surged Friday after the closeout retailer blew by fourth-quarter earnings projections and gave a strong forecast for the current period.
The Columbus, Ohio-based company also announced a $600 million share buyback plan. Shares were up $4.13, or 17%, to $28.88 in recent trading.
For the fourth quarter, Big Lots earned $104.3 million, or 94 cents a share, up sharply from $14.7 million, or 13 cents a share, a year earlier.
The latest quarter's results included a $12.7 million gain from discontinued operations related to the company's former KB Toys division and store closings. A year earlier, results included a $22.6 million loss from discontinued operations.
Earnings from continued operations totaled $91.6 million, or 83 cents a share, compared with $37.7 million, or 33 cents a share, a year ago. Those results easily topped Big Lots' November guidance of 62 cents to 67 cents a share, as well as Thomson Financial's average analyst forecast of 70 cents.
Sales climbed 10.8% $1.55 billion, compared with analysts' projection of $1.53 billion. Same-store sales, or sales at stores open at least a year, rose 4.9%.
Looking ahead, Big Lots forecast first-quarter earnings of 18 cents to 22 cents a share, compared with 13 cents a year earlier. Two analysts have an average estimate for earnings of 16 cents a share.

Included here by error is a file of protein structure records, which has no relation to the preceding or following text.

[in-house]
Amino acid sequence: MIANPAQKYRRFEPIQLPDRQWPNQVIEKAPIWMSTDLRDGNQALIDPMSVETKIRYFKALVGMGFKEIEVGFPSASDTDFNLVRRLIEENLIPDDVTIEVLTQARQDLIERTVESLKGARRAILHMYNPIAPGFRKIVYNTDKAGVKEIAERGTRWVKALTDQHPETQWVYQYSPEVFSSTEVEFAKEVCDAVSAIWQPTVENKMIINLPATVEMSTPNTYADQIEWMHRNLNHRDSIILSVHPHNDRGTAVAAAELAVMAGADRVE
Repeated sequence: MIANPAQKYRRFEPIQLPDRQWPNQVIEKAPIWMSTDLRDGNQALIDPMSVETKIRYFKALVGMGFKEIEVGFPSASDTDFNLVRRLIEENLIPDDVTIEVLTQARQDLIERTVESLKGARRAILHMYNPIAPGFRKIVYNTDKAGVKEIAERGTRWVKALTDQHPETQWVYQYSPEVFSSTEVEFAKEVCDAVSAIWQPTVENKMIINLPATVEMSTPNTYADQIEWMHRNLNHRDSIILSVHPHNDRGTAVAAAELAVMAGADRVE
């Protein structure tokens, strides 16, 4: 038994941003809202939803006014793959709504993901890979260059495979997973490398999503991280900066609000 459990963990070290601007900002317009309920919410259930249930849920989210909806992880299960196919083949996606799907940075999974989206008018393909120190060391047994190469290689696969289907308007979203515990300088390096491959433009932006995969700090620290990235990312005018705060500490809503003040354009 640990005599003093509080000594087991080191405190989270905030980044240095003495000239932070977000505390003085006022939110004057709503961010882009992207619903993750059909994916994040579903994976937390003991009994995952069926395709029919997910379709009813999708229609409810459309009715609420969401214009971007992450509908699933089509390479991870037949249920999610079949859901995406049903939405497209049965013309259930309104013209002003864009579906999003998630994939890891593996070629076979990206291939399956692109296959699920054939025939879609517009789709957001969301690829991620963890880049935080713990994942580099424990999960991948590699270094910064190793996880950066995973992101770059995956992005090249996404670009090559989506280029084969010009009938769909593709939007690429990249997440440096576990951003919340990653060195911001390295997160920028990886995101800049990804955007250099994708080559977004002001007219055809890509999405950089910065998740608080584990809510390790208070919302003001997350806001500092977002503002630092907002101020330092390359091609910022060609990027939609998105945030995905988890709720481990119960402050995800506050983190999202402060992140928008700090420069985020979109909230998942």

Same-store sales for the first quarter are expected to increased 4% to 6%.
For the full year, the company sees earnings of $1.18 to $1.23 a share, above Wall Street's forecast of $1.04. Same-store sales are expected to increase about 3%.
Big Lots will begin a new $600 million stock buyback program in 2007 to replace its $150 million plan from last year. During the past fiscal year, the company bought back 9.4 million shares, or 8% of its outstanding stock.
Earlier Friday, Big Lots shares hit a 52-week high of $30, besting the earlier high of $27.49 set Feb. 8. The stock has more than doubled over the past year as the company began to see the benefits of a turnaround plan that involved closing stores and focusing on stronger markets.
"Quarter by quarter, our execution improved and the merchandise offering in our stores got better and better," Steve Fishman, chairman and CEO, said in a statement. "During 2006, we restored consistency in comp sales growth, turned inventory faster, and generated more cash than any other period in the company's history."